However, if by British atheism Andrew Brown is referring to the intellectual tradition of secularism and free thought which arose in the 19th century in response to the cultural dominance of the Church, he should perhaps have brushed up on his history before declaring it to be an exclusively middle class concern. Fearless campaigners such as Annie Beasant and the National Secular Society’s founder Charles Bradlaugh (himself a working class boy from the East End) dedicated their lives to challenging the Anglican status-quo in Victorian England, and encouraging the working classes to look beyond the rigid teachings handed down to them by the Church. Beasant and Bradlaugh played a vital role in promoting the use of birth control, having realised the important role it could play in the emancipation of the poor, which earned them both jail sentences in the 1870s (although they were eventually successful in overturning the verdict).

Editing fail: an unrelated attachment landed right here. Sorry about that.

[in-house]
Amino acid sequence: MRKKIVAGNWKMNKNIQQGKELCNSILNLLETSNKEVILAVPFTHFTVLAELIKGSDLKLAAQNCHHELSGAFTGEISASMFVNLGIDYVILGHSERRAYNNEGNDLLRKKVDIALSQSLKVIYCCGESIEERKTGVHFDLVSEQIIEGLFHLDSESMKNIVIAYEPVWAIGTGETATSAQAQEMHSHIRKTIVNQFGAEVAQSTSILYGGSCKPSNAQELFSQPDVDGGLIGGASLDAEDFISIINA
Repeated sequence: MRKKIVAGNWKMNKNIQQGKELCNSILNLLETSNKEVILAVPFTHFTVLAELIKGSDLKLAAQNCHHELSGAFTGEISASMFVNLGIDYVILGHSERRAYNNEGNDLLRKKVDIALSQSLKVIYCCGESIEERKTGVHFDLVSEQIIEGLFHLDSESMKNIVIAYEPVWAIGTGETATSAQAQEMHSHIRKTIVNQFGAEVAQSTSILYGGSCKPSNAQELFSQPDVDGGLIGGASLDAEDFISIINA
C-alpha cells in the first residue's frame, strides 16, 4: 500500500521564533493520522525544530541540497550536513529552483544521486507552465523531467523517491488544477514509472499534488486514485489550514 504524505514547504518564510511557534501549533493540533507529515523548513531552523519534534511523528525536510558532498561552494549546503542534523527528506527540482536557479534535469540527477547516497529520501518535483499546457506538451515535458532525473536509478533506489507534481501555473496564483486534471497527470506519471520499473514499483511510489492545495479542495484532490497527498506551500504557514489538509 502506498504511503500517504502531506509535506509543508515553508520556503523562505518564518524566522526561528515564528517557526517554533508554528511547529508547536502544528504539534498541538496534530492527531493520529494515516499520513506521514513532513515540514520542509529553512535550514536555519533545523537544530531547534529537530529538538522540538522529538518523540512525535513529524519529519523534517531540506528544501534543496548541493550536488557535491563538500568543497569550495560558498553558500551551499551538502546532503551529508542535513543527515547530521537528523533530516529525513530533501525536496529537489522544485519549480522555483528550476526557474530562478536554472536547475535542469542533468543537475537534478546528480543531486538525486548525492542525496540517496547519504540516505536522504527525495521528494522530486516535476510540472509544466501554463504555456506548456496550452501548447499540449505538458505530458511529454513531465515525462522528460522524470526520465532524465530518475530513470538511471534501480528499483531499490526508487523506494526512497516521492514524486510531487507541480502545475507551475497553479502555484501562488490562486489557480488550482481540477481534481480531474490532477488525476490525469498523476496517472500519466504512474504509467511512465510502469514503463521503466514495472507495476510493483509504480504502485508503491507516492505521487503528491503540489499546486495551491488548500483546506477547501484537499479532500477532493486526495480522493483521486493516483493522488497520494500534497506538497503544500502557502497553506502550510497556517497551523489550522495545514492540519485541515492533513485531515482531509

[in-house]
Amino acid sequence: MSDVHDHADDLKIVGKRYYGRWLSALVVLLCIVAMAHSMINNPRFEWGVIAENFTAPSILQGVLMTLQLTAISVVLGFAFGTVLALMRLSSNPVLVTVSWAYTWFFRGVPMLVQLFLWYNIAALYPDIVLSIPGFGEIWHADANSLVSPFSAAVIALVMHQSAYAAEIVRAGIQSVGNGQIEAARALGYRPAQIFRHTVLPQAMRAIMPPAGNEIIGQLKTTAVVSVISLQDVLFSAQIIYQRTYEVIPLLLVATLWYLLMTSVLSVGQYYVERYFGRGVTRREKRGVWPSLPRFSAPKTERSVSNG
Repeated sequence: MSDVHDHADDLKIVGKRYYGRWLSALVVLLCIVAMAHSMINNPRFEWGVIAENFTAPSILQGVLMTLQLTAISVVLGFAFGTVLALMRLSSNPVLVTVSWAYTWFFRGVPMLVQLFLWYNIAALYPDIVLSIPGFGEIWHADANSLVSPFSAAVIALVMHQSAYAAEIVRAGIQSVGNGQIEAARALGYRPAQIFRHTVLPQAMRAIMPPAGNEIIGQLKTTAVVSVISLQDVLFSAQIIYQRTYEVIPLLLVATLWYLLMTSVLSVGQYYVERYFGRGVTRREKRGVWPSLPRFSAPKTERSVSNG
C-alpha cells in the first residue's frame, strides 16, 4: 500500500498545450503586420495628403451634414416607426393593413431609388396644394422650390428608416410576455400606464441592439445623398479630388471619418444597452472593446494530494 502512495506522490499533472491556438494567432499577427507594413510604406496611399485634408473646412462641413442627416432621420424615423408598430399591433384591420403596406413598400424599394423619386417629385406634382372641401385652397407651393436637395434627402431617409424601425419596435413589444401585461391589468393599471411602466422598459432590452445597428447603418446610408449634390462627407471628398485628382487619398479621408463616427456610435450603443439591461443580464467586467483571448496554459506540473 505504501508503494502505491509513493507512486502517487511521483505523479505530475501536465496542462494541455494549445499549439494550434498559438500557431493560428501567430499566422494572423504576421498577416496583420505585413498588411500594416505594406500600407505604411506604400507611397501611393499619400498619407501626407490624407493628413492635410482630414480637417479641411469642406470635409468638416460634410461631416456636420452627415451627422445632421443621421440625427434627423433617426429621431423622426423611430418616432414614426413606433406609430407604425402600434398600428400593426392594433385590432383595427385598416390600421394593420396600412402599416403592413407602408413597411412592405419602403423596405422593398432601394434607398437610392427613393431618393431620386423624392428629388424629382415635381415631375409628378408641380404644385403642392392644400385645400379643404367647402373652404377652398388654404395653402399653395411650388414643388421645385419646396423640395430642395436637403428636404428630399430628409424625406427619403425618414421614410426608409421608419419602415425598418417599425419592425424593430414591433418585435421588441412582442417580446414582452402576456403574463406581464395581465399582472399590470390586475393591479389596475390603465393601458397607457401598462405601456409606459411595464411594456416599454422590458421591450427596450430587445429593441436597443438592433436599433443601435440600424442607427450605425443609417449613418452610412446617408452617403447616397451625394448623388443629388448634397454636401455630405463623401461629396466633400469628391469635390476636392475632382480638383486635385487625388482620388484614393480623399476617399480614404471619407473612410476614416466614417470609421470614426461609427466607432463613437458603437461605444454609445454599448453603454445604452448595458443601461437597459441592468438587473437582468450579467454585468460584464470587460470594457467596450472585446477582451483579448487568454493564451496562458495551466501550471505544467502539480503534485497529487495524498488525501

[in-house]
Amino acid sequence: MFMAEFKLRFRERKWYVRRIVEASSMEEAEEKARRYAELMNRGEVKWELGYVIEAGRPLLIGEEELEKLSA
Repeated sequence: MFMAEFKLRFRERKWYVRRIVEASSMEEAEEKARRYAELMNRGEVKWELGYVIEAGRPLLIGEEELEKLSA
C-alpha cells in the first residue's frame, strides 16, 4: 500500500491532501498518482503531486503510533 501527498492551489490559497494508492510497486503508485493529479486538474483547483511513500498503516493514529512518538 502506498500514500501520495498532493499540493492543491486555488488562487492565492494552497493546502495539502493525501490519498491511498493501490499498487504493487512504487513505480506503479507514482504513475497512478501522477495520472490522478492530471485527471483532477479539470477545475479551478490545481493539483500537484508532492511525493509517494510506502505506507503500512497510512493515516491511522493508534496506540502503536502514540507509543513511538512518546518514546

At the same time Charles Watts, a London printer whose father Charles senior had been involved in the founding of the NSS, set about establishing Watts Literary Guide, a periodical dedicated to publishing “literary gossip” of interest to freethinkers. The publishing firm behind this, Watts & Co, would soon become the Rationalist Press Association, which continues today as the Rationalist Association (publisher of New Humanist magazine, the modern incarnation of the Literary Guide). From the end of the 19th century Watts expanded the activities of the RPA to include the publication of books and pamphlets, including the hugely successful and celebrated Thinkers’ Library, a series of cheap reprints which, as Jonathan Rée writes in this history of the RPA, ‘made the works of sceptical Victorians like Darwin, Huxley, Arnold and Mill available to working people at only sixpence a volume’. If the popularity of the Thinkers’ Library is anything to go by, we can at least surmise that Andrew Brown’s assertion that the poor think ‘it’s all rubbish’ did not apply to the working classes in 19th and 20th century Britain.